The European Council meeting on Thursday and Friday, 25 and 26 June, exposed divides between EU member states on asylum seeker distribution quotas. After a wrangle overshadowing other issues discussed during the two-day meeting, the conclusions proved foreseeable albeit no less unsettling. EU leaders agreed to disagree and defended their decision to back a non-binding quota system.

Negotiations spilled over from Thursday into the early hours of Friday and saw Italy pitted against other EU member states reluctant to share the burden. Italy, together with Greece, has been at the receiving end of the influx of migrants taking to the sea in the hope of reaching Europe.  Since the start of the year, Italy has recorded 50,000 arrivals and the number of people making the perilous Mediterranean crossing in makeshift boats doesn’t seem to let up.

The heated dispute is rooted in the European Commission plan, part of the “European Agenda on Migration”, to relocate 40,000 asylum seekers from Greece and Italy to other member states. A quota system was devised so that every country, except those with automatic opt-outs, take in a pre-determined number of asylum seekers. The proposal to dismiss the Commission’s binding quota system was met with little shock. Though expected, it didn’t stop the meeting descending into name-calling between Italy and Lithuania.  The Lithuanian President, Dalia Grybauskaite, said that her country had no intention to contribute to any solution. In response, Italian Prime Minister Matteo Renzi prickly stated: “if this is your idea of Europe, you can keep it.”

The talks exposed acrimonious differences between countries receiving the biggest number of refugees and ex-communist states aware of the cost that relocation would entail. Poland was very much against the plan proposed by Brussels, opting instead for an open-ended approach on distributing asylum seekers.  Bulgaria was also amongst the states exempted from the plan, while Hungary, the Czech Republic and Slovakia all strongly opposed the quota system.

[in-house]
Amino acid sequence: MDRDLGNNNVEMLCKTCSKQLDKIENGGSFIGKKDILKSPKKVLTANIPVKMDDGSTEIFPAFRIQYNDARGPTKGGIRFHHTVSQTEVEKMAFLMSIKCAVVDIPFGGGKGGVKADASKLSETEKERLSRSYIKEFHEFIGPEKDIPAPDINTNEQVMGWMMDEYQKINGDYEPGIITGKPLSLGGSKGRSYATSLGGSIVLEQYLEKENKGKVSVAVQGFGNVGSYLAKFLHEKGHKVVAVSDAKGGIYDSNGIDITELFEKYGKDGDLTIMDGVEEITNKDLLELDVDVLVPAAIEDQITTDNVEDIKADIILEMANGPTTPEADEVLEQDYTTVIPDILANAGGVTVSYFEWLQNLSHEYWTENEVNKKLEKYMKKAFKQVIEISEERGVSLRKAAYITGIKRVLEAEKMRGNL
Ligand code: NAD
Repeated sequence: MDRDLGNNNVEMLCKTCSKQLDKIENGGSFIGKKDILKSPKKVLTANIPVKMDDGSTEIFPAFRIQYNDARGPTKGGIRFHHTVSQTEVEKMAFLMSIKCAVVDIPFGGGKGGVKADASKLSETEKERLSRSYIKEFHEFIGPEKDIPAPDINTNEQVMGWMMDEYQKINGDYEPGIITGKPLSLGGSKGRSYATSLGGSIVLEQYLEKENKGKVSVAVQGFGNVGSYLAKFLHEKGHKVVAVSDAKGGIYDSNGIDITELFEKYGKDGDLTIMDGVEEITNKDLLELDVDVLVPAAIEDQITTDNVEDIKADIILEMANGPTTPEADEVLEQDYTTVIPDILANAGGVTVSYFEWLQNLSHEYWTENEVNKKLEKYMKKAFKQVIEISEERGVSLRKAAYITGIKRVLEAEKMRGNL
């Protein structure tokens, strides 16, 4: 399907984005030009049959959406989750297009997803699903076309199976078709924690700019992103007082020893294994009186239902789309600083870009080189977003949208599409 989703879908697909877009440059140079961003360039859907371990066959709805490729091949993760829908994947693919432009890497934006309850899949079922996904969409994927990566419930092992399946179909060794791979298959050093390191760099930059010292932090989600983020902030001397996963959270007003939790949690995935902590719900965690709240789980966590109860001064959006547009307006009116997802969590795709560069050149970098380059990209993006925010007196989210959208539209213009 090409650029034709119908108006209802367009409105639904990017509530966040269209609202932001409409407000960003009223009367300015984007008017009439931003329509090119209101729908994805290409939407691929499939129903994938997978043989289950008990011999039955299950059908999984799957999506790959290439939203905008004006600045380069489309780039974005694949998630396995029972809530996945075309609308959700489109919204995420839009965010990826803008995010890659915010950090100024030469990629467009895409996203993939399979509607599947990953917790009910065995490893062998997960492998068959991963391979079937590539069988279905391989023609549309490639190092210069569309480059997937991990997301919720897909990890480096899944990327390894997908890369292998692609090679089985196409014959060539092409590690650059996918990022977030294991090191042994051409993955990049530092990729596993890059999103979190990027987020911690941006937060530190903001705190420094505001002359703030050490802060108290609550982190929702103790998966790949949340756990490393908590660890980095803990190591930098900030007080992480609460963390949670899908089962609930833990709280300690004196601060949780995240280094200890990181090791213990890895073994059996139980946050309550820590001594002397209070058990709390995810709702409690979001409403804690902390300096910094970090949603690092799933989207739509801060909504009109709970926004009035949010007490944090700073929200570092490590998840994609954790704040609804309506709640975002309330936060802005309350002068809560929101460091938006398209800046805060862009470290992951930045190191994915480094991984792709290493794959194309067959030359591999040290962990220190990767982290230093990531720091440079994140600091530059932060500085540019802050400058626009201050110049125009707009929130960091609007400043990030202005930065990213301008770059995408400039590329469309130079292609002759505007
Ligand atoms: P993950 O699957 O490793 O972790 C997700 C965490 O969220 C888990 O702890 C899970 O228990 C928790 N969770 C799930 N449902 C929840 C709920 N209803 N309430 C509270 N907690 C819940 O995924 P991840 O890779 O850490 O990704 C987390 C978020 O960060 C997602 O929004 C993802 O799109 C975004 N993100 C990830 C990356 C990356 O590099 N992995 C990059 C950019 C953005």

What leaders did agree upon was coming up with a clearer language when establishing who is eligible for asylum and returning as many illegal migrants as possible to their countries of origin. But then there’s the issue of getting those countries to accept them back.

So far the agreement depends solely on the willingness of each member state to accept a share of the burden. A decision on this is expected to be reached by consensus by the end of July. How well that will work remains unknown, as member states continue to stand apart on the migrant crisis. Italy’s readiness to address the issue isn’t shared by fellow member states. Chief amongst them, France has recently closed its border with Italy to migrants, while Austria and Switzerland are also trying to keep asylum seekers from crossing into their territory.

Apart from dealing with a Middle Eastern and African influx, EU is also struggling to sort out the issue of internal migration or free movement. The less likely European leaders are to find a solution to both the more we see far-right parties rising to power with xenophobia soaring across the continent.

 

 


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